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What Is Insomnia?

Overview

Insomnia is a sleep disorder. Individuals who suffer from insomnia find it difficult to fall asleep, stay asleep, or both. They don’t feel refreshed when they wake up from sleeping. This can lead to fatigue and other symptoms. Insomnia can be diagnosed as short-term, acute, or long-term, also referred to as chronic.

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Risk Factors

Risk factors for insomnia

Insomnia can occur at any age, and is more likely to affect women than men. According to the National Heart, Lung, and Blood Institute, people with certain risk factors are more likely to have insomnia. These risk factors include:

  • high levels of stress
  • emotional disorders, such as depression or distress, related to a traumatic life event
  • lower income
  • traveling to different time zones
  • certain medical conditions
  • sedentary lifestyle
  • changes in work hours or night shifts
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Causes

Causes of insomnia

Acute insomnia

Acute insomnia is typically caused by stress or an upsetting event. It can last for days, or even weeks.

Chronic insomnia

Chronic insomnia occurs three times a week for three months or more. This type of insomnia is often secondary to another problem or a combination of problems, such as:

  • medical conditions
  • psychological issues
  • substance abuse

Primary insomnia may be triggered by life changes, such as an ever-evolving work schedule.

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Symptoms

Symptoms of insomnia

People who experience insomnia usually report at least one of these symptoms:

  • waking too early in the morning
  • unrefreshing sleep
  • trouble falling or staying asleep

These symptoms of insomnia can lead to other symptoms, such as fatigue, mood changes, and difficulty concentrating on tasks during the day.

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Diagnosing

Diagnosing insomnia

Your doctor will ask questions about your:

  • medical conditions
  • social environment
  • psychological/emotional conditions
  • sleep history

This will provide information that can help find underlying causes of sleep problems. You might be asked to:

  • keep a sleep log
  • recording when you fall asleep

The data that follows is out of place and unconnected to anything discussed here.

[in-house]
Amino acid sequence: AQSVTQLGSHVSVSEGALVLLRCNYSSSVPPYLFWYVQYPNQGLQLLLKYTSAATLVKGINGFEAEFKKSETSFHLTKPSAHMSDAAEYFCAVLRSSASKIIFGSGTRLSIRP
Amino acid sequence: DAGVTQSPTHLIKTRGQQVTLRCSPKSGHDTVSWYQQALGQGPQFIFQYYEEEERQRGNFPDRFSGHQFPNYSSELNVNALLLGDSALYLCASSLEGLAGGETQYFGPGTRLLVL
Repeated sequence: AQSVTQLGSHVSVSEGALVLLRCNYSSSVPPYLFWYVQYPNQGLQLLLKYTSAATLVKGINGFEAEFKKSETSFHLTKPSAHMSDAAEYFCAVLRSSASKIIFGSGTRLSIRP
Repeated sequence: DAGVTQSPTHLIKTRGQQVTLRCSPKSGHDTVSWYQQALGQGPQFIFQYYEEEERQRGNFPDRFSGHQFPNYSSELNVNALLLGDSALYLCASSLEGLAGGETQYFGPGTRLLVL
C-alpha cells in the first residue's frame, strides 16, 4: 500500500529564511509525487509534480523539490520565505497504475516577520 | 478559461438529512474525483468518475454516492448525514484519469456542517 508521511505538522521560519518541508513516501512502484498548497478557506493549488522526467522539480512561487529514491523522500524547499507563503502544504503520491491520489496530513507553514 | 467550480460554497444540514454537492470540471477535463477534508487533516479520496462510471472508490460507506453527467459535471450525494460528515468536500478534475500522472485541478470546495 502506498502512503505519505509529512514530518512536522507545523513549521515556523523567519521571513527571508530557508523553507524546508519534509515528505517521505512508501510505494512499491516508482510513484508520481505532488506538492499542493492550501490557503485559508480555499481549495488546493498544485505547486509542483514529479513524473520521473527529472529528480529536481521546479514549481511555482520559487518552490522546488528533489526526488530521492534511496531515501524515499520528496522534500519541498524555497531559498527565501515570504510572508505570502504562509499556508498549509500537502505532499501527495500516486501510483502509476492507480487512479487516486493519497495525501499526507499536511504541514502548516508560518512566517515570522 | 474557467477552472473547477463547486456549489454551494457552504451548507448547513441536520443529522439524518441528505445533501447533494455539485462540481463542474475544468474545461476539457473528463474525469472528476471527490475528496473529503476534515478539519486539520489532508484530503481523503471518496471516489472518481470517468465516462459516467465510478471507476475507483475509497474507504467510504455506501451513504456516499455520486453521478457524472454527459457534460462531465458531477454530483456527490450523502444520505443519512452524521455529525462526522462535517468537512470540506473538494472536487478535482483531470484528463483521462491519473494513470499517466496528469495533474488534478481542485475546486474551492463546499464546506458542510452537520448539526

• note whether you woke up repeatedly
  • report what time you wake up each day

A sleep log will give your doctor a picture of your sleep patterns. The doctor may also order medical tests or blood work to rule out medical problems that can interfere with your sleep.

Sometimes a sleep study is recommended. For this, you’ll stay overnight at a sleep center. Electrodes will be placed on your body, which will record brainwaves and sleep cycles. The neuroelectrical and physiological information from this type of study provides your doctor with potentially important diagnostic information about your sleep issues.

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Treatment

Treatment of insomnia

There are both pharmaceutical and non-pharmaceutical treatments for insomnia. Your doctor can talk to you about what treatments might be appropriate for you. You may need to try a number of different treatments before find the one that is the most effective for you.

Sleep hygiene training may be recommended. Sometimes, behaviors that interfere with sleep are causing insomnia. Sleep hygiene training can help you change some of these disruptive behaviors, such as:

  • Avoiding caffeinated beverages near bedtime.
  • Avoiding exercise near bedtime.
  • Minimizing time spent on your bed when you’re not specifically intending to sleep, such as watching TV or surfing the web on your cell phone.

If there is an underlying psychological or medical disorder contributing to your insomnia, getting appropriate treatment for it can alleviate sleep difficulties.

Sometimes, medications are used to treat insomnia. An example of an over the counter medication that can be used for sleep is an antihistamine, such as diphenhydramine (Benadryl). Medications like this can have side effects, so it’s important to talk to a doctor before starting yourself on an over-the-counter medication for insomnia.

Talk with your doctor before using any of the following to treat your insomnia:

  • drug
  • medicine
  • supplement

There might be dangerous side effects or drug interactions. Not every “sleep aid” drug is appropriate for everyone. Many cases of insomnia can be much more effectively managed by lifestyle changes or other remedies.

Insomnia isn’t just a nuisance or a small inconvenience. It’s a real sleep disorder, and it can be treated. If you think you have insomnia, talk to your doctor. By exploring possible causes, you can get the appropriate and safe treatment you need.

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